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decided: January 29, 1945.



Stone, Roberts, Black, Reed, Frankfurter, Douglas, Murphy, Jackson, Rutledge

Author: Roberts

[ 323 U.S. Page 595]

 MR. JUSTICE ROBERTS delivered the opinion of the Court.

This case presents an issue of importance arising under ยง 302 (c) of the Revenue Act of 1926, as amended,*fn1 which requires inclusion, in the gross taxable estate of a decedent, of any interest in property of which the "decedent has at any time made a transfer . . . in contemplation of . . . his death . . ." More specifically, the inquiry is whether the section reaches allowances out of the income of an incompetent person.

Helen Hall Vail died in 1935 intestate. For nine years she had been incurably insane. In 1926 an adjudication of incompetency was entered by the Supreme Court of the State of New York, and a committee was appointed to care for her property, which consisted of income-producing realty and personalty. In addition, she was in receipt of the income of a trust. During the period of five years prior to the adjudication her annual income from all sources had averaged $300,000. She was over 70 years of age but in good physical health. She had a living daughter and three grandsons, children of a deceased daughter. Application was made to the court to make allowances out of income to Mrs. Vail's issue and to a brother and sisters. The court referred the matter to a referee before whom it was shown that she had, over a period of years, allowed

[ 323 U.S. Page 596]

     each of her daughters $6,000, and one of her sisters $500, per annum, and had made gifts to her daughters, but not with regularity. As she was confined in an institution, her total needs, including maintenance and taxes, did not exceed $50,000 per annum. Accumulated income in the hands of the committee amounted to over $750,000.

The court, on the basis of the referee's report, entered an order which, after reciting that Mrs. Vail had made no will, that the daughter and grandchildren, or their issue, would, upon her death, be her only heirs at law and next of kin, and the only persons entitled to share in her estate, and that, if she were in possession of her mental faculties, "she would desire that the allowance hereinafter fixed be made . . . , and would make such allowances to such persons out of her property," directed the committee to pay yearly, in quarterly installments, $50,000 to the living daughter and $50,000 to the guardian of the children of the deceased daughter, $2,000 each to all but one of the brother and sisters; and $3,000 to the remaining sister.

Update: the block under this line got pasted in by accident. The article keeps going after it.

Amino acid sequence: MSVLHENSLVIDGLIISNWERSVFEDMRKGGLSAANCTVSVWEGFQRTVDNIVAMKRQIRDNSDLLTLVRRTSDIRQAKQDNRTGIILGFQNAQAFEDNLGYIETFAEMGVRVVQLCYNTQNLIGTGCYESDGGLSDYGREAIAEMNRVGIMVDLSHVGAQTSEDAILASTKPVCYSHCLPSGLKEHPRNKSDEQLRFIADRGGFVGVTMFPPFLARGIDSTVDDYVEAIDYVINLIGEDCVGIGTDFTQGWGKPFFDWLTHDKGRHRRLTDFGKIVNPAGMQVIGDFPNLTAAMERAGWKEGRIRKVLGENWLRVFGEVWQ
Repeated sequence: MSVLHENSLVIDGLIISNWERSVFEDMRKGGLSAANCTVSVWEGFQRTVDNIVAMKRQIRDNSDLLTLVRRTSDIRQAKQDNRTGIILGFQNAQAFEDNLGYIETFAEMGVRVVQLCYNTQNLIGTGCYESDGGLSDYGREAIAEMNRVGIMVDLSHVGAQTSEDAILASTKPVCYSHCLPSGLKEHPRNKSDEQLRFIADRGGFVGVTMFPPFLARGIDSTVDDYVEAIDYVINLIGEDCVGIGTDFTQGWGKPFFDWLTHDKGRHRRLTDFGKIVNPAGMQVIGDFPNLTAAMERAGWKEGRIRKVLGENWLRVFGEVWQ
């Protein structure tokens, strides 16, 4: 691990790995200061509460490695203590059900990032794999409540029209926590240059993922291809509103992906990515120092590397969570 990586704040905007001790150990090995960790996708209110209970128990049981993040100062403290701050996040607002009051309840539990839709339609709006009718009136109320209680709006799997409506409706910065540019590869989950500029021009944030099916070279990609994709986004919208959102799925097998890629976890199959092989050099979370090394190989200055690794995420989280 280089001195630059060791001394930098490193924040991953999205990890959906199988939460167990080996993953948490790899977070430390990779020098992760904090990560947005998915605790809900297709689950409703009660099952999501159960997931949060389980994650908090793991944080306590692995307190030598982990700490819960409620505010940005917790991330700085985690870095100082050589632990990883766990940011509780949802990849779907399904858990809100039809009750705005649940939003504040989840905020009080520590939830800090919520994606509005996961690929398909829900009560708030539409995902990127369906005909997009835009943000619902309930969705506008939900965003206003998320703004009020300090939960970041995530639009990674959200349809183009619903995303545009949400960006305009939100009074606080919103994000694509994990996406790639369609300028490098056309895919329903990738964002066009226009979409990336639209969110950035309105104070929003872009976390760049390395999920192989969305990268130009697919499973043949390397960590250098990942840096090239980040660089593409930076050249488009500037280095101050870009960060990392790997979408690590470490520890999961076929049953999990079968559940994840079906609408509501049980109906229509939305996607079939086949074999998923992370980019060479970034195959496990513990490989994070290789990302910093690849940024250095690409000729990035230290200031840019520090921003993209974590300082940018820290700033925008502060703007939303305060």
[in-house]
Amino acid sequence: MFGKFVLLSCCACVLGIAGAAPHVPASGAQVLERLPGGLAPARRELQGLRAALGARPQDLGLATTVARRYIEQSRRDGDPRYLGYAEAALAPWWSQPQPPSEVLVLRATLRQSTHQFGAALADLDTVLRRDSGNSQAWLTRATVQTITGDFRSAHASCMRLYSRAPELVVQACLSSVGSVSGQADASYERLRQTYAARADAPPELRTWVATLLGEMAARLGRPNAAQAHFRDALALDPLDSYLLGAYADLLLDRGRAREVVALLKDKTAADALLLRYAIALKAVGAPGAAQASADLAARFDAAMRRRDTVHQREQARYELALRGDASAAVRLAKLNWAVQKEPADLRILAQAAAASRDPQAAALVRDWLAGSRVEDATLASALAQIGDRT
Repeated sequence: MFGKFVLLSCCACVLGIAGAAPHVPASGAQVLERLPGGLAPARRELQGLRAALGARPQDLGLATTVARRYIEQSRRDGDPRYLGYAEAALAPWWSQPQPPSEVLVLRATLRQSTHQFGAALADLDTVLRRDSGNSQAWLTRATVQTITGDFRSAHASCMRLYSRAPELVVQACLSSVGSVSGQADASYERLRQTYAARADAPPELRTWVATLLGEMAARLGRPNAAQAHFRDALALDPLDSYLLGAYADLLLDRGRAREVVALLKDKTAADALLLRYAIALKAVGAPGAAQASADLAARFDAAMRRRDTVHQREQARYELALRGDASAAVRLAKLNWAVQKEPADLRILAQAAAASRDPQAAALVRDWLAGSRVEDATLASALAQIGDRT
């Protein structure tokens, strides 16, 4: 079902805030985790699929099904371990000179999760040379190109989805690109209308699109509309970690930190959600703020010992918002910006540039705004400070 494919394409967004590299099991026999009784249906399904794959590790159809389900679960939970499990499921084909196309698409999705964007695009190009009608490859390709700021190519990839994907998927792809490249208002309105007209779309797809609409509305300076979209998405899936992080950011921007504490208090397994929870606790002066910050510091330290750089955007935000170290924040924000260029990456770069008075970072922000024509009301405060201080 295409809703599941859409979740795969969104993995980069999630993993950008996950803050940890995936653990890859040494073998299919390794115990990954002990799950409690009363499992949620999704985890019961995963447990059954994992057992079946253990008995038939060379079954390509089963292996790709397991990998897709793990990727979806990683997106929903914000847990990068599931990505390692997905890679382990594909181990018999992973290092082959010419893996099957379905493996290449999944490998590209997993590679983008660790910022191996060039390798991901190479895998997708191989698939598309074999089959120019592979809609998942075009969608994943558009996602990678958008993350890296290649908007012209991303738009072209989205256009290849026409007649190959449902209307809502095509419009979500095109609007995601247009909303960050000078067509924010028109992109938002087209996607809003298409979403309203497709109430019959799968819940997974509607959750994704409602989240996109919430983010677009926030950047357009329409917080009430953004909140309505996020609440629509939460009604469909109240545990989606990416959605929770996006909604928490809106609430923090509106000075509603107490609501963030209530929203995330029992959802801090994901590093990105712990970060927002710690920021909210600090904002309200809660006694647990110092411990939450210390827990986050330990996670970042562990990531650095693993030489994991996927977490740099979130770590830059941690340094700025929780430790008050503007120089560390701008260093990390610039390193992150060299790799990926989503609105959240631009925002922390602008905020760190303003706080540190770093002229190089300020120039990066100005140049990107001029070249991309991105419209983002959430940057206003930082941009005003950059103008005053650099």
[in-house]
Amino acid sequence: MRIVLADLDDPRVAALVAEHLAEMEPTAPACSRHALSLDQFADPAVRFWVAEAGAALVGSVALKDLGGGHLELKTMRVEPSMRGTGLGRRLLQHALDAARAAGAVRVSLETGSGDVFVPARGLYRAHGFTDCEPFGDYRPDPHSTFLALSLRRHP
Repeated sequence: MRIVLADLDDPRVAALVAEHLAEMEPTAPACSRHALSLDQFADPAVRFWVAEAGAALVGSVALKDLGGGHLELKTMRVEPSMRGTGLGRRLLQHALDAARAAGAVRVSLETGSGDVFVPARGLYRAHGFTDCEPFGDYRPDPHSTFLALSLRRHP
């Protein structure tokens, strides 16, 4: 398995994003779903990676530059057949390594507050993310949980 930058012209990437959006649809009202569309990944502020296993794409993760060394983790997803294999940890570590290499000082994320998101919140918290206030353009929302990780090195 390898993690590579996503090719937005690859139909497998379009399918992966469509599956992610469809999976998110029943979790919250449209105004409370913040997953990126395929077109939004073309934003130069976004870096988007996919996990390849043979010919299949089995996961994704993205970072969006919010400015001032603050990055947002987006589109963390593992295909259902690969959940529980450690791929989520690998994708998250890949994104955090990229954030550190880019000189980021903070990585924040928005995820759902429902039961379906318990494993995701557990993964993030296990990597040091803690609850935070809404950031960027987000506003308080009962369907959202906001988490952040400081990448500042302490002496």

Some six years later an application was made for an increase in the allowance. The matter was again referred for hearing and, on the coming in of the referee's report showing that accumulated income in Mrs. Vail's account had increased to over $1,000,000, that income had averaged, for over five years, approximately $395,000 per annum, and, after paying allowances and all expenses, the surplus averaged about $191,000 a year, the court made an order reciting that she was then 77 years of age and incurable, enumerated the issue who would be entitled to her estate at death, that she had no will, and that if she were competent she would have desired that the sums named in the earlier decree be augmented, raised the allowances to the daughters and to the grandchildren collectively to $75,000, retroactive to the date of the original order. It was never claimed, and is not contended, that the next of kin needed any such allowances for their maintenance

[ 323 U.S. Page 597]

     and support in their station in life. It is conceded that the brother and sisters to whom allowances were made were destitute and in need of maintenance.

At Mrs. Vail's death the allowances theretofore paid totaled $1,377,866.67. The Commissioner of Internal Revenue included the sum in the decedent's gross estate and determined a deficiency. The petitioner, as administrator, paid the sum demanded, claimed a refund and, on denial, instituted this action in the District Court. That court, upon consideration of the record of the proceedings in the Supreme Court of New York, found that the total of the allowances was properly included in the decedent's gross estate, except so much as represented annual payments to the daughter and the grandchildren's guardian of $6,000 each and $500 per annum of the gifts to collaterals, and entered judgment accordingly.*fn2 The Circuit Court of Appeals, by a divided court, affirmed the judgment.*fn3 We granted certiorari.

The Supreme Court of New York is empowered by statute to act as representative of the State, as parens patriae, in caring for the persons and the estates of its incompetent citizens. That court may grant allowances out of income only if it determines that the incompetent would probably have granted such allowances himself had he been sane. The court does not, in any proper sense, act as the incompetent's agent. In the exercise of the power the primary consideration is that the incompetent's property ...

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